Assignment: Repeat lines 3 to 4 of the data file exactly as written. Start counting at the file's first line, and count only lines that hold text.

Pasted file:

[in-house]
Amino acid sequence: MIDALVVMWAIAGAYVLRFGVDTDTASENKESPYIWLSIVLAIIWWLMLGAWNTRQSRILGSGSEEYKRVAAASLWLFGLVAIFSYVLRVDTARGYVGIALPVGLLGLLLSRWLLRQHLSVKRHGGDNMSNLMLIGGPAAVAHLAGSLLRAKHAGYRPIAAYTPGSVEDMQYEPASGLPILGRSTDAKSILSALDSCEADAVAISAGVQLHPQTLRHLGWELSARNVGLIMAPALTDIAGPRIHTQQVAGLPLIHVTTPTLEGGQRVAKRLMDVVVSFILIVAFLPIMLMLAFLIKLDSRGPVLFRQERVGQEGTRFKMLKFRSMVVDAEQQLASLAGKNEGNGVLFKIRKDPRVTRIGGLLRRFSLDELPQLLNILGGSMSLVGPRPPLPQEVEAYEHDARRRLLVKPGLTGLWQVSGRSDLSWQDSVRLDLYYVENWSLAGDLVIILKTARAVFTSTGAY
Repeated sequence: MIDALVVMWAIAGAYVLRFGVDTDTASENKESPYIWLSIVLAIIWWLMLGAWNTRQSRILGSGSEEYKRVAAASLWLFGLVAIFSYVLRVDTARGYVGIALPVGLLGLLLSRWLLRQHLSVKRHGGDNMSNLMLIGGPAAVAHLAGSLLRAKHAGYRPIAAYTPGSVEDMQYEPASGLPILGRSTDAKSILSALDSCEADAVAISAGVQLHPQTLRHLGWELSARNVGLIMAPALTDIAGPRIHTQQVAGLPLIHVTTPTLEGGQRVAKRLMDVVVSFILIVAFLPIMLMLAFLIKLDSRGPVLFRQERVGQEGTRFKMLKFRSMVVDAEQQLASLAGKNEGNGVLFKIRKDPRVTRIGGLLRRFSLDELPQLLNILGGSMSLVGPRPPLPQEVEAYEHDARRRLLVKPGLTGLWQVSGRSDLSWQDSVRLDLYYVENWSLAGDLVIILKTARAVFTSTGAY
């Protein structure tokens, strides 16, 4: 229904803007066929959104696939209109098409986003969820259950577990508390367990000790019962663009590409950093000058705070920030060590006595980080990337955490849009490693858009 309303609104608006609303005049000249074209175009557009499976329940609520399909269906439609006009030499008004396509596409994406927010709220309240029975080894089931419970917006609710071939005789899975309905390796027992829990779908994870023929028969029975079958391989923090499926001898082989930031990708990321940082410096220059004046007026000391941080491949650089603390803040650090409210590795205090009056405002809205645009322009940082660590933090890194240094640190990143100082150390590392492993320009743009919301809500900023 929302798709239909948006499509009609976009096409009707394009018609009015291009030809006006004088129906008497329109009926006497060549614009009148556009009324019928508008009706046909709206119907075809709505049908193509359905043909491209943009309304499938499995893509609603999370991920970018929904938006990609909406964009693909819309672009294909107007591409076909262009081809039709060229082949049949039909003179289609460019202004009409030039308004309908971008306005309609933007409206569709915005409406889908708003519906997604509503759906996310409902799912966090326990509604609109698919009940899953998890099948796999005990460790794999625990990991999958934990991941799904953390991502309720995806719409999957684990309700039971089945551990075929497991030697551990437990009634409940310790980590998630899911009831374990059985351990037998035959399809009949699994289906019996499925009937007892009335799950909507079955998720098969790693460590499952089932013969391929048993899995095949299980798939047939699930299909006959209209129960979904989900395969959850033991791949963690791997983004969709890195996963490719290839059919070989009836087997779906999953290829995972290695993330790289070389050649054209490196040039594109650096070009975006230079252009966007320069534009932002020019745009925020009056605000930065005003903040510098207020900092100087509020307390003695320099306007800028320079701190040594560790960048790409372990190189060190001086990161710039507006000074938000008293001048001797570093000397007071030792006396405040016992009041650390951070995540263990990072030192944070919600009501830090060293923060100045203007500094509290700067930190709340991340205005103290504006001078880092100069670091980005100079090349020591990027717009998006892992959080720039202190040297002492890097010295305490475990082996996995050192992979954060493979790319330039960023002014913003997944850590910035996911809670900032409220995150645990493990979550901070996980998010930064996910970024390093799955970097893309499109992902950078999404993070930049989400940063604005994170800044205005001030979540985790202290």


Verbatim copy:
Repeated sequence: MIDALVVMWAIAGAYVLRFGVDTDTASENKESPYIWLSIVLAIIWWLMLGAWNTRQSRILGSGSEEYKRVAAASLWLFGLVAIFSYVLRVDTARGYVGIALPVGLLGLLLSRWLLRQHLSVKRHGGDNMSNLMLIGGPAAVAHLAGSLLRAKHAGYRPIAAYTPGSVEDMQYEPASGLPILGRSTDAKSILSALDSCEADAVAISAGVQLHPQTLRHLGWELSARNVGLIMAPALTDIAGPRIHTQQVAGLPLIHVTTPTLEGGQRVAKRLMDVVVSFILIVAFLPIMLMLAFLIKLDSRGPVLFRQERVGQEGTRFKMLKFRSMVVDAEQQLASLAGKNEGNGVLFKIRKDPRVTRIGGLLRRFSLDELPQLLNILGGSMSLVGPRPPLPQEVEAYEHDARRRLLVKPGLTGLWQVSGRSDLSWQDSVRLDLYYVENWSLAGDLVIILKTARAVFTSTGAY
């Protein structure tokens, strides 16, 4: 229904803007066929959104696939209109098409986003969820259950577990508390367990000790019962663009590409950093000058705070920030060590006595980080990337955490849009490693858009 309303609104608006609303005049000249074209175009557009499976329940609520399909269906439609006009030499008004396509596409994406927010709220309240029975080894089931419970917006609710071939005789899975309905390796027992829990779908994870023929028969029975079958391989923090499926001898082989930031990708990321940082410096220059004046007026000391941080491949650089603390803040650090409210590795205090009056405002809205645009322009940082660590933090890194240094640190990143100082150390590392492993320009743009919301809500900023 929302798709239909948006499509009609976009096409009707394009018609009015291009030809006006004088129906008497329109009926006497060549614009009148556009009324019928508008009706046909709206119907075809709505049908193509359905043909491209943009309304499938499995893509609603999370991920970018929904938006990609909406964009693909819309672009294909107007591409076909262009081809039709060229082949049949039909003179289609460019202004009409030039308004309908971008306005309609933007409206569709915005409406889908708003519906997604509503759906996310409902799912966090326990509604609109698919009940899953998890099948796999005990460790794999625990990991999958934990991941799904953390991502309720995806719409999957684990309700039971089945551990075929497991030697551990437990009634409940310790980590998630899911009831374990059985351990037998035959399809009949699994289906019996499925009937007892009335799950909507079955998720098969790693460590499952089932013969391929048993899995095949299980798939047939699930299909006959209209129960979904989900395969959850033991791949963690791997983004969709890195996963490719290839059919070989009836087997779906999953290829995972290695993330790289070389050649054209490196040039594109650096070009975006230079252009966007320069534009932002020019745009925020009056605000930065005003903040510098207020900092100087509020307390003695320099306007800028320079701190040594560790960048790409372990190189060190001086990161710039507006000074938000008293001048001797570093000397007071030792006396405040016992009041650390951070995540263990990072030192944070919600009501830090060293923060100045203007500094509290700067930190709340991340205005103290504006001078880092100069670091980005100079090349020591990027717009998006892992959080720039202190040297002492890097010295305490475990082996996995050192992979954060493979790319330039960023002014913003997944850590910035996911809670900032409220995150645990493990979550901070996980998010930064996910970024390093799955970097893309499109992902950078999404993070930049989400940063604005994170800044205005001030979540985790202290």